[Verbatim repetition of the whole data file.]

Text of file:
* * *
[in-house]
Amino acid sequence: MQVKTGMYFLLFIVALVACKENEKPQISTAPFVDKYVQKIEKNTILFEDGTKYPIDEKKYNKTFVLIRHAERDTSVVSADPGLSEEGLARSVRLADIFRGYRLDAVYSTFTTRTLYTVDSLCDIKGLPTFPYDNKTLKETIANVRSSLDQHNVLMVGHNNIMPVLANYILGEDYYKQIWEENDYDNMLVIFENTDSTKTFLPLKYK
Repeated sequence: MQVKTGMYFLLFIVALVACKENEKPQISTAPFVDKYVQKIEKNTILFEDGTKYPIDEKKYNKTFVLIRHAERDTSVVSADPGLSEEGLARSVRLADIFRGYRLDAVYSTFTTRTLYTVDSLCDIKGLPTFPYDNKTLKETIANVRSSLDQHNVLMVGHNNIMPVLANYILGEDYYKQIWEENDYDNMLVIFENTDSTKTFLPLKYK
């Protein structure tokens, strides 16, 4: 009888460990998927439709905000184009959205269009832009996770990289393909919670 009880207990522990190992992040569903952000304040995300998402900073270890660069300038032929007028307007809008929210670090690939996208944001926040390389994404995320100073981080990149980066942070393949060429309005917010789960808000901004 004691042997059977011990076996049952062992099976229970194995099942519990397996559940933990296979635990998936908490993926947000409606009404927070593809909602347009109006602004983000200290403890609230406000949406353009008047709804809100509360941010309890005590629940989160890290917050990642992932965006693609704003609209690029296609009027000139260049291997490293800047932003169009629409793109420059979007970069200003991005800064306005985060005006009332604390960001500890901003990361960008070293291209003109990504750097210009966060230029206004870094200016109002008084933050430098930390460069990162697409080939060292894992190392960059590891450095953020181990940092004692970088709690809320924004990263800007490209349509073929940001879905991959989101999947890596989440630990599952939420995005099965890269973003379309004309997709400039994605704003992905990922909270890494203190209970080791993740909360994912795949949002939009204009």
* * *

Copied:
[in-house]
Amino acid sequence: MQVKTGMYFLLFIVALVACKENEKPQISTAPFVDKYVQKIEKNTILFEDGTKYPIDEKKYNKTFVLIRHAERDTSVVSADPGLSEEGLARSVRLADIFRGYRLDAVYSTFTTRTLYTVDSLCDIKGLPTFPYDNKTLKETIANVRSSLDQHNVLMVGHNNIMPVLANYILGEDYYKQIWEENDYDNMLVIFENTDSTKTFLPLKYK
Repeated sequence: MQVKTGMYFLLFIVALVACKENEKPQISTAPFVDKYVQKIEKNTILFEDGTKYPIDEKKYNKTFVLIRHAERDTSVVSADPGLSEEGLARSVRLADIFRGYRLDAVYSTFTTRTLYTVDSLCDIKGLPTFPYDNKTLKETIANVRSSLDQHNVLMVGHNNIMPVLANYILGEDYYKQIWEENDYDNMLVIFENTDSTKTFLPLKYK
């Protein structure tokens, strides 16, 4: 009888460990998927439709905000184009959205269009832009996770990289393909919670 009880207990522990190992992040569903952000304040995300998402900073270890660069300038032929007028307007809008929210670090690939996208944001926040390389994404995320100073981080990149980066942070393949060429309005917010789960808000901004 004691042997059977011990076996049952062992099976229970194995099942519990397996559940933990296979635990998936908490993926947000409606009404927070593809909602347009109006602004983000200290403890609230406000949406353009008047709804809100509360941010309890005590629940989160890290917050990642992932965006693609704003609209690029296609009027000139260049291997490293800047932003169009629409793109420059979007970069200003991005800064306005985060005006009332604390960001500890901003990361960008070293291209003109990504750097210009966060230029206004870094200016109002008084933050430098930390460069990162697409080939060292894992190392960059590891450095953020181990940092004692970088709690809320924004990263800007490209349509073929940001879905991959989101999947890596989440630990599952939420995005099965890269973003379309004309997709400039994605704003992905990922909270890494203190209970080791993740909360994912795949949002939009204009």